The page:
$50,000 Prize Offered for Next Big High Tech Idea
PAEONIAN SPRINGS, Va., June 2, 2011 /PRNewswire/ — A new opportunity has emerged for the technically inclined, especially students who may be graduating college and wondering, “what’s next?” Starlight Technology Transfer, Inc. (Starlight) has announced a $50,000 cash prize for a submission of the most promising new high-tech business idea. The company is interested in proposals from any number of disciplines, including robotics, artificial intelligence, green technology, secure and robust web technology, mission-critical smart energy grid technology, mobile applications, cloud computing, business analytics, and aerospace. The “Starlight Tech Prize” opens for proposals starting today, June 2, 2011 and will close submissions on July 29, 2011.
On the heels of President Obama’s call to out-innovate, out-educate, out-build the rest of the world, the founders of the Starlight Tech Prize have responded with a new and improved form of ‘angel investing.’ The innovations required to compete in today’s global economy most often come from young people, yet these innovators often face daunting obstacles. For one, they face venture capitalists’ reluctance to fund new ideas until revenue-producing products have already been brought to market, and two, angel investors sometimes provide funding for new ideas, but often leave fledgling entrepreneurs with most of the headaches involved in starting a new company.
The Starlight approach is to team with young entrepreneurs. The company’s experienced entrepreneurs will facilitate development of new and competitive products, while simultaneously mentoring new and competitive generations of American innovators. Prospective winners of the Tech Prize will be offered not only the $50,000 cash award, but will also be given opportunity to propose the terms of a teaming agreement as well as employment with the company.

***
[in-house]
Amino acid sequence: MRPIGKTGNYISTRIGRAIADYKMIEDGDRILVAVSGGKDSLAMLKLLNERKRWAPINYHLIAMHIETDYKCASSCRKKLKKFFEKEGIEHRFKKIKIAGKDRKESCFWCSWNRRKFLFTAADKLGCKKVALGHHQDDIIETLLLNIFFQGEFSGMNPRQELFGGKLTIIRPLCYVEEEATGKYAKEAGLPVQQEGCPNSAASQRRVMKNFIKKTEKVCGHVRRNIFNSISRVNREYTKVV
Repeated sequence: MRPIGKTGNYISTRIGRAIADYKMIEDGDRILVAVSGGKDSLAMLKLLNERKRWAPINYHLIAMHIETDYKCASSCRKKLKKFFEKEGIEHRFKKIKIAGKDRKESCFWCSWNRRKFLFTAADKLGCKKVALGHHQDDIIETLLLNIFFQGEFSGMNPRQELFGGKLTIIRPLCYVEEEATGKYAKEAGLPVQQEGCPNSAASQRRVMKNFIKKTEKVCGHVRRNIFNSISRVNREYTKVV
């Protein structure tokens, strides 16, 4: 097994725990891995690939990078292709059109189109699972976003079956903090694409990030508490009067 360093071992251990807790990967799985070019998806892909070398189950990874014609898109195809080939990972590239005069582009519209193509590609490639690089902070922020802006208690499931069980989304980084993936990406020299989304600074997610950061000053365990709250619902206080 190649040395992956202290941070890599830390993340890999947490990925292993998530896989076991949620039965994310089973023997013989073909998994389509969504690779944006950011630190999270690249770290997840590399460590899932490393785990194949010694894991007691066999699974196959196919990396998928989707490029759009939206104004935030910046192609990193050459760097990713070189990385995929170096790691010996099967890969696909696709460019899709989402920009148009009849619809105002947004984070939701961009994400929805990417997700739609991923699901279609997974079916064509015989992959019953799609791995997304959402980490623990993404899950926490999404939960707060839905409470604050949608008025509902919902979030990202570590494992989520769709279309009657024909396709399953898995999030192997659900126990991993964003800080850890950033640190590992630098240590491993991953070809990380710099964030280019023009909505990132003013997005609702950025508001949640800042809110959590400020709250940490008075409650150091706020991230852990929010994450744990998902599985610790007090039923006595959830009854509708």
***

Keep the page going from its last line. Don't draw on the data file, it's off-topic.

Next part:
“We know what it’s like to have a great idea, but lack the resources to get it off the ground,” said Starlight founder and successful entrepreneur, Jack Beavers. “With this prize as a beginning, our company intends to become an incubator for new American businesses. Over time we hope to gather many good ideas from creative young minds and translate them into jobs for our community. We believe the 2011 Starlight Tech Prize is only a beginning — a first step toward creating a number of new businesses. As a long-term objective, we’d be delighted if we can find ways to create high tech jobs and bring manufacturing jobs back to America.”
Trained as a mechanical engineer (MSME) and computer scientist, Mr. Beavers saw the need for writing ‘modular’ software well before ‘object oriented programming’ became the rage. During the 1990′s his ability to create a new flavor of graphical user interface design brought the first modern Air Traffic Control displays into production long before larger companies succeeded. His approach to application of artificial intelligence for correlation of cyber security events took the field of computer security monitoring and management to a new level at the beginning of the last decade. This approach was incorporated into a software product that was acquired by Symantec Corporation in 2002.
Proposals submitted for the Starlight Tech Prize will be evaluated by a board of advisors recruited from industry, including CEO’s, marketing specialists, and engineers. Among other selection criteria, contest judges will be looking for an idea that can be grown into a $50 million dollar business within five years. Additional criteria will include the potential for social benefit, and job creation, and environmental responsibility.
SOURCE Starlight Technology Transfer, Inc.